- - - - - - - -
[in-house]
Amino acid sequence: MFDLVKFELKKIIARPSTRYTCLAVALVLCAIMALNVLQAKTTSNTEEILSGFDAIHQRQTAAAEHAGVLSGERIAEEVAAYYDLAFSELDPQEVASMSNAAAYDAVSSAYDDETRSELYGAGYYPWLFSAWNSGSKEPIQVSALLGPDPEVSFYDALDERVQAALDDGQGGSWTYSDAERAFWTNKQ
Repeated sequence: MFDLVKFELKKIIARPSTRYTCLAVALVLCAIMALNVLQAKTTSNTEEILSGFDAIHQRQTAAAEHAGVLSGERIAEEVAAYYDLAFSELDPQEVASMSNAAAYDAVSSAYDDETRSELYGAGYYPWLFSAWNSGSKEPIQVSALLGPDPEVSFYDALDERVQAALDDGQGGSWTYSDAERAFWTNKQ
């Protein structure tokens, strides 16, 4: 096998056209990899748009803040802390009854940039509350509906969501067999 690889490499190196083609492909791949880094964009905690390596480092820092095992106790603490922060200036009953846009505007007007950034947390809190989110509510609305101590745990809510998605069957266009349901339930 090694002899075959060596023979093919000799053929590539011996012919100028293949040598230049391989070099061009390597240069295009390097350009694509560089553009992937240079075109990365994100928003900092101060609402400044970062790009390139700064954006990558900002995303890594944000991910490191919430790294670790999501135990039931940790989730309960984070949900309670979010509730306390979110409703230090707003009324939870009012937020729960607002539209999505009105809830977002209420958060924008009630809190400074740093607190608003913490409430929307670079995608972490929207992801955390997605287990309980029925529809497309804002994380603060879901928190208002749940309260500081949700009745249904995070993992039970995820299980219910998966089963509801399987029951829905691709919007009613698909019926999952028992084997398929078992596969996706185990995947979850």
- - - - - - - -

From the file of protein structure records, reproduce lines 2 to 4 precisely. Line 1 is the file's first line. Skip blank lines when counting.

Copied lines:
Amino acid sequence: MFDLVKFELKKIIARPSTRYTCLAVALVLCAIMALNVLQAKTTSNTEEILSGFDAIHQRQTAAAEHAGVLSGERIAEEVAAYYDLAFSELDPQEVASMSNAAAYDAVSSAYDDETRSELYGAGYYPWLFSAWNSGSKEPIQVSALLGPDPEVSFYDALDERVQAALDDGQGGSWTYSDAERAFWTNKQ
Repeated sequence: MFDLVKFELKKIIARPSTRYTCLAVALVLCAIMALNVLQAKTTSNTEEILSGFDAIHQRQTAAAEHAGVLSGERIAEEVAAYYDLAFSELDPQEVASMSNAAAYDAVSSAYDDETRSELYGAGYYPWLFSAWNSGSKEPIQVSALLGPDPEVSFYDALDERVQAALDDGQGGSWTYSDAERAFWTNKQ
């Protein structure tokens, strides 16, 4: 096998056209990899748009803040802390009854940039509350509906969501067999 690889490499190196083609492909791949880094964009905690390596480092820092095992106790603490922060200036009953846009505007007007950034947390809190989110509510609305101590745990809510998605069957266009349901339930 090694002899075959060596023979093919000799053929590539011996012919100028293949040598230049391989070099061009390597240069295009390097350009694509560089553009992937240079075109990365994100928003900092101060609402400044970062790009390139700064954006990558900002995303890594944000991910490191919430790294670790999501135990039931940790989730309960984070949900309670979010509730306390979110409703230090707003009324939870009012937020729960607002539209999505009105809830977002209420958060924008009630809190400074740093607190608003913490409430929307670079995608972490929207992801955390997605287990309980029925529809497309804002994380603060879901928190208002749940309260500081949700009745249904995070993992039970995820299980219910998966089963509801399987029951829905691709919007009613698909019926999952028992084997398929078992596969996706185990995947979850």